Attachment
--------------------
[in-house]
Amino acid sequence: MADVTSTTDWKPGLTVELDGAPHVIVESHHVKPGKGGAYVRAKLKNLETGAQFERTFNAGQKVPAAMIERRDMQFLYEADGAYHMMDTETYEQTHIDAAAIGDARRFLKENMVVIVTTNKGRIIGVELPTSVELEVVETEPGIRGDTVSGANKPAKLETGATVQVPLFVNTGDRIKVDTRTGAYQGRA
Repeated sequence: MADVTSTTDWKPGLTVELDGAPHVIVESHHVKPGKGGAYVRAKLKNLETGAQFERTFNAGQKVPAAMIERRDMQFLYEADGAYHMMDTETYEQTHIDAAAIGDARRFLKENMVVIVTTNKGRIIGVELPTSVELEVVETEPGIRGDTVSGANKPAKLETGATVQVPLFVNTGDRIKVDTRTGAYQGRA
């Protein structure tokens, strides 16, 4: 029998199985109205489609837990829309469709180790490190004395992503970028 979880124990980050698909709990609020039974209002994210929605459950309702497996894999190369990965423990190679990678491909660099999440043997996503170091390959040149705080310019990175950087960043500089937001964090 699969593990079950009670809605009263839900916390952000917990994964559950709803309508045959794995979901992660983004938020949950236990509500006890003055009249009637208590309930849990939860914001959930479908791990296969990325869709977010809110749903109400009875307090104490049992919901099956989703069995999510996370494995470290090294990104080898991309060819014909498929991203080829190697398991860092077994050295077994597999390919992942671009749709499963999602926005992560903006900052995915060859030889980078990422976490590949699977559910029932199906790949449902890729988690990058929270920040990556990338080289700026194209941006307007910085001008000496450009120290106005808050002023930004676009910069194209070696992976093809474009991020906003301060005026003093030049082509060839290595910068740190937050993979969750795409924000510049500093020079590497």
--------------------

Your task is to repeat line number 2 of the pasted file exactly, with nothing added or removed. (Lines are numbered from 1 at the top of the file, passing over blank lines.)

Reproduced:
Amino acid sequence: MADVTSTTDWKPGLTVELDGAPHVIVESHHVKPGKGGAYVRAKLKNLETGAQFERTFNAGQKVPAAMIERRDMQFLYEADGAYHMMDTETYEQTHIDAAAIGDARRFLKENMVVIVTTNKGRIIGVELPTSVELEVVETEPGIRGDTVSGANKPAKLETGATVQVPLFVNTGDRIKVDTRTGAYQGRA